French Colonialism Unmasked: The Vichy Years in French West Africa

By Ruth Ginio | Go to book overview

Introduction

When the news of Germany’s conquest of France in June 1940 reached Dakar, the capital of the federation of French West Africa (fwa), many Africans, especially from the Western-educated elite, shed tears. Decades later Bara Diouf, then a young boy of eleven, tried to explain this reaction, which in retrospect seemed to him rather ridiculous: “You know, the sentiment we felt for France was beautiful, noble. What was it based on? I do not know, perhaps on a myth. Because we were all, more or less, prisoners of a myth of an admired republican France toward which we all felt great esteem.”1

The explanation Diouf gave for the African elite’s response to the news from France well summarizes the essence of the Vichy period in fwa. Soon after the debacle this federation fell into Vichy hands when, after he declared his support for Vichy, the new regime appointed Pierre Boisson as its governor-general there; until then Boisson had served as governorgeneral of the smaller and much less significant federation of French Equatorial Africa (FEA).

World War II in general and Vichy rule specifically shattered many myths for Africans, as well as for colonial subjects in other parts of the empire. This period paved the way for the challenging of colonial rule and the subsequent dissolution of the European empires in Africa and Asia.

It is widely accepted that World War II was a watershed in the decolonization process in Africa and elsewhere. But was this related only to the colonial powers’ loss of prestige or to the dramatic changes in the international arena after the war—notably the rise of two new powers, which were, at least in their rhetoric, anticolonial? To establish the claim that World War II was a decisive point in the history of colonialism, this period in the colonies themselves must be examined. In the French case the division of the empire between the Vichy regime and the Free French had a special significance. Although the British, like the French, experienced humiliating defeats during the war, some from non-Western peoples (e.g., the Japanese in Burma), their wartime situation did not even come close to that of the rival colonial power, France. Britain did not surrender to Germany, and its territory, although threatened, remained free. The colonial subjects of France witnessed their ruling nation being humiliatingly defeated and then occupied by another European power. And that was not all. Out of this defeat two Frances emerged—each claiming to be the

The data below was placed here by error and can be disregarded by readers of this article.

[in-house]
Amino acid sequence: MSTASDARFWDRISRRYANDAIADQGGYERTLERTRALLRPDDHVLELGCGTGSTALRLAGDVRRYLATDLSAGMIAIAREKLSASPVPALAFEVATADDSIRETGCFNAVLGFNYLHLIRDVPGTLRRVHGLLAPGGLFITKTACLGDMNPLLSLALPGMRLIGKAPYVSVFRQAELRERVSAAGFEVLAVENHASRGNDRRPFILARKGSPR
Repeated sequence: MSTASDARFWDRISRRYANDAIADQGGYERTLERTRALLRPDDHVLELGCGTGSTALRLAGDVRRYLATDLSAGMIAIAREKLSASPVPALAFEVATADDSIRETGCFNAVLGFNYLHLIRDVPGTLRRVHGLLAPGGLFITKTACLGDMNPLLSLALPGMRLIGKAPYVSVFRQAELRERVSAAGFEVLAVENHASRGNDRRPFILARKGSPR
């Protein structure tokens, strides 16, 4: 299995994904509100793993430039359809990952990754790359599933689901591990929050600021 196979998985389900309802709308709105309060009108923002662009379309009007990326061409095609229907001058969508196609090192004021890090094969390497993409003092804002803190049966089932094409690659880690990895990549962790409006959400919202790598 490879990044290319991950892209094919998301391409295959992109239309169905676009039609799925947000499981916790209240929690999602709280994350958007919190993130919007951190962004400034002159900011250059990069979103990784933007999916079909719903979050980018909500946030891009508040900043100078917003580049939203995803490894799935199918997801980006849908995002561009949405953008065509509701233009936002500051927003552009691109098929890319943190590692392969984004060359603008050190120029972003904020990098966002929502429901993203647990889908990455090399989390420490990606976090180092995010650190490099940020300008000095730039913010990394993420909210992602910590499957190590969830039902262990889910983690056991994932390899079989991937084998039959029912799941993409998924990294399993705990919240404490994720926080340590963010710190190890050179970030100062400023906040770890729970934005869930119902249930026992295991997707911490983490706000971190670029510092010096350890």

-xiii-

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French Colonialism Unmasked: The Vichy Years in French West Africa
Table of contents

Table of contents

  • Title Page iii
  • Contents vii
  • Illustrations viii
  • Acknowledgements ix
  • Introduction xiii
  • Part I - French West Africa and Its Place in the Vichy Colonial Idea 1
  • 1 - Setting the Stage for Vichy 3
  • 2 - "A Source of Pride and Greatness" 11
  • Part II 23
  • 3 - Vichy Settles In- Administrative Changes and Continuity 25
  • 4 - Spreading the National Revolution in FWA 33
  • 5 - "Thinking Big" 59
  • Part III 87
  • 6 - Vichy and the "Products" of Assimilation 93
  • 7 - The Vichy Regime and the "Traditional" Elements of African Society 117
  • 8 - Vichy Colonialism and African Society 153
  • Part IV 159
  • 9 - Vichy Colonialism 161
  • 10 - Vichy''s Postwar Impact 173
  • Conclusions 183
  • Notes 191
  • Bibliography 213
  • Index 231
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